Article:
Where once there were few competitors selling non-invasive prenatal diagnostics, now there are many. Ariosa Diagnostics is one of the new rivals in the space that roared onto the market through 2013, and it is acutely aware of the need to expand the number of patients it reaches. After an aggressive rollout this year, the San Jose, CA, company is touting two new clinical studies showing how successful its Harmony test is in assessing the risk of Down syndrome in twin pregnancies.
In one study, Ariosa said Harmony successfully helped analyze the fetal fraction for just one of the twins, pointing to the test's ability to target genetic abnormalities with one fetus. That can be a challenge, the company said, because two fetuses are sometimes genetically identical and sometimes not.
A second blind study assessing 192 twin pregnancies correctly classified 9 out of 10 pregnancies with fetal trisomy 21, 1 pregnancy with fetal trisomy 13 and no false positives. Trisomy 21 is linked to Down syndrome. Harmony has tested in general as having a 99% accuracy rate, versus an error rate of up to 20% for other tests.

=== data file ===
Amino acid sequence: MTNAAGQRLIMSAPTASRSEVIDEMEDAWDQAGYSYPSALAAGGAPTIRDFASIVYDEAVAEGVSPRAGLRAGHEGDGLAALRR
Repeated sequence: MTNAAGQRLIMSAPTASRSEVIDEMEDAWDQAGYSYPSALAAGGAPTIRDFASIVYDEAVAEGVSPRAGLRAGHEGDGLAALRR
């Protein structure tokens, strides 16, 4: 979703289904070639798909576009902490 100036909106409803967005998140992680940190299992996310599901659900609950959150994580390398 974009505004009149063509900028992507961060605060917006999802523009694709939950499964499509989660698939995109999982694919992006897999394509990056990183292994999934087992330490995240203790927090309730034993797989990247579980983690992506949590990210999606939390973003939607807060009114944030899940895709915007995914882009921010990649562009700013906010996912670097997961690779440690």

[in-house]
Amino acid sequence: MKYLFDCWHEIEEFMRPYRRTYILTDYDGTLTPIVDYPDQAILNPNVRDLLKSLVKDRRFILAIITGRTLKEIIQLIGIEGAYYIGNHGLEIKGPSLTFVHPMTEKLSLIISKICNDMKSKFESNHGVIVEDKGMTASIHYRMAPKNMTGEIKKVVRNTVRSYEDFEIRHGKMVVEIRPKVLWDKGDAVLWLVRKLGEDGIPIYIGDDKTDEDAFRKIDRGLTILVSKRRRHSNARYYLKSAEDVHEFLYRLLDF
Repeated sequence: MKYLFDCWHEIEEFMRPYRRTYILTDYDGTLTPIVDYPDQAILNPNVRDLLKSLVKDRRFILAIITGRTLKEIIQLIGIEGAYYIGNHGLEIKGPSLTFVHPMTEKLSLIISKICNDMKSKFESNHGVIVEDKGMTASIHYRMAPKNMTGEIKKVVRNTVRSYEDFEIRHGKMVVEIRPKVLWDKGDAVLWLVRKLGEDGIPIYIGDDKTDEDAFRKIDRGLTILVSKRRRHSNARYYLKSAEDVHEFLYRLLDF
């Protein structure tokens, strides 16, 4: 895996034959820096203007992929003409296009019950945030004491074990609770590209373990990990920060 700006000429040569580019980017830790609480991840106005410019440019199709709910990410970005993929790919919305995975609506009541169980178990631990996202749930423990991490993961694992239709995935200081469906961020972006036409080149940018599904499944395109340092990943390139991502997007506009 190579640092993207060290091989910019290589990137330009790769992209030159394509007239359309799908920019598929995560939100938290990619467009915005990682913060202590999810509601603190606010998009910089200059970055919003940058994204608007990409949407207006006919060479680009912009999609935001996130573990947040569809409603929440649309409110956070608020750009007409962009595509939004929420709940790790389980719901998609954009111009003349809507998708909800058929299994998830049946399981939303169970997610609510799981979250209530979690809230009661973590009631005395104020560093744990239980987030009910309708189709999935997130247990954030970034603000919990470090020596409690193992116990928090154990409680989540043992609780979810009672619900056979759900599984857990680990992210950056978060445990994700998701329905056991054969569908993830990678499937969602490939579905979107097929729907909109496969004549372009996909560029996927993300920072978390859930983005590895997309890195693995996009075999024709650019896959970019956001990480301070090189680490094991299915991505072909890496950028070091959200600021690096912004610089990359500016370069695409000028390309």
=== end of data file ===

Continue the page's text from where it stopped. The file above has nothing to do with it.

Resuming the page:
Both studies are published in the journal Fetal Diagnosis and Therapy.
Thomas Musci, Ariosa's chief medical officer, said in a statement that the company is committed to the value of published, peer-reviewed studies that show Harmony's value as a trisomy risk assessment test. He added that the latest data showed value using the test in patients pregnant with twins.
Ariosa has aggressively expanded this year and scored some major victories. In October, the company defeated rival Sequenom ($SQNM) in a prenatal testing patent battle. The company also hit the lucrative Brazilian market with Harmony. Ariosa, along with Natera and Illumina's ($ILMN) Verinata Health, also scored major deals to provide diagnostic testing to California women through the state's prenatal screening program.
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